A judge declared Pa.’s K-12 public school funding system unconstitutional. What comes next?
Judge Renée Cohn Jubelirer said the ‘options for reform are virtually limitless’ but did not offer direction, leaving it to the executive and legislative branches
Pennsylvania Capitol Building on Tuesday, May 24, 2022. (Photo by Amanda Berg, for the Capital-Star).
In what will likely be a lengthy and arduous task to uphold constitutional obligations by providing a “thorough and efficient” education system, the Legislature and Gov. Josh Shapiro must reform how the state funds K-12 public schools.
In a 786-page order issued on Tuesday, Commonwealth Court President Judge Renée Cohn Jubelirer sided with the plaintiffs in a landmark trial that challenged the current school funding model, ruling that the General Assembly has not fulfilled its legal mandate and has deprived students in school districts with low property values and incomes of the same resources and opportunities as children in wealthier ones.
The decision — which could face an appeal to the state’s highest court — comes after a four-month-long trial that concluded last year and marks the beginning for officials to change how the state pays for education and meet the mandate outlined in the Education Clause of the state Constitution.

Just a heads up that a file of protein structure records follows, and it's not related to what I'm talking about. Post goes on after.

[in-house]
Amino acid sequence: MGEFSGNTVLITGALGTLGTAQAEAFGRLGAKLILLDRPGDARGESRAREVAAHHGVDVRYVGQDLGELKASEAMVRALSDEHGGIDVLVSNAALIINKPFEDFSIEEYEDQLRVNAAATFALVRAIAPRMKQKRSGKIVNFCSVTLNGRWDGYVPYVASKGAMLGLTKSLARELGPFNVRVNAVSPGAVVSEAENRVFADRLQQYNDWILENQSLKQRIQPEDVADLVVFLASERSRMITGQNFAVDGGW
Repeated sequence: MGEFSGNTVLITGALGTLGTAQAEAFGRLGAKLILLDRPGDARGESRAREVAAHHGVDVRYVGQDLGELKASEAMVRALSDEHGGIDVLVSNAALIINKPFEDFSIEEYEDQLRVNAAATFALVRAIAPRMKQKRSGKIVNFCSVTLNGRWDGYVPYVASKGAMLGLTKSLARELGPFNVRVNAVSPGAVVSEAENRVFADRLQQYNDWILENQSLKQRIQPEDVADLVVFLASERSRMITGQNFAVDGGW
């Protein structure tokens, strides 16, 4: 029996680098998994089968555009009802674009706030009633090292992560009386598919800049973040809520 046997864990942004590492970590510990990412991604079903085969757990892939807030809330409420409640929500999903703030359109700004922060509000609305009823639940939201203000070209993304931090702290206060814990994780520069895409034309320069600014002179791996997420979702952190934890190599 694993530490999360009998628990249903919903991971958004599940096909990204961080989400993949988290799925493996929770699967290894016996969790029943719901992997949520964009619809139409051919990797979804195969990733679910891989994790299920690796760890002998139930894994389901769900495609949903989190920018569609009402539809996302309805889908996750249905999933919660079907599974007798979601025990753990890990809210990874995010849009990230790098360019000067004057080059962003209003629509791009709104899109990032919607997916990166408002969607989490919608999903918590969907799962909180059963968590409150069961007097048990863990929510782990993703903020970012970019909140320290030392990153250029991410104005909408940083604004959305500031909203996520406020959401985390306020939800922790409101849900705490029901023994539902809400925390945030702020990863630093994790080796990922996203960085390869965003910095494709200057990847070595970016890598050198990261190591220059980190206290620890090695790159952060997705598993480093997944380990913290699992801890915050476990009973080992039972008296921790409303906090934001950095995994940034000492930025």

Cohn Jubelirer, a conservative judge, did not direct the Legislature on how to fund schools, calling it “uncharted territory” for the court. Instead, she left it to the executive and legislative branches to develop a plan that includes input from the educators in the case.
“All witnesses agree that every child can learn,” Cohn Jubelirer wrote. “It is now the obligation of the Legislature, executive branch, and educators to make the constitutional promise a reality in this commonwealth.”
Reviewing next steps
It’s unclear whether the defendants will appeal the decision, meaning the case goes before the state Supreme Court.
When Cohn Jubelirer issued the opinion on Tuesday, she granted an application by House Republican Leader Bryan Cutler, who represents Lancaster County, the former House speaker, to intervene in the case. As the ranking officer in the House, Cutler was named as a defendant representing the lower chamber, as previous House speakers have since 2014 when the case was initiated.
Like the other legislative and executive branch officials named as defendants, Cutler’s name was replaced by that of his successor, House Speaker Mark Rozzi, D-Berks.
Cutler’s lawyers argued in a brief filed on Feb. 1 that he and legislators continue to have a vested interest in the outcome of the case, asking to participate in legal action to “seek redress” when there is a violation of the separation of powers.
Cutler said the Commonwealth Court decision was “disappointing, but not surprising from a state judiciary that consistently identifies itself as a Legislature to reach policy gains political allies cannot achieve in the General Assembly.”
He said legislative Republican leaders have “repeatedly prioritized student success over increasing the wealth of school districts” while increasing taxpayer support for public schools.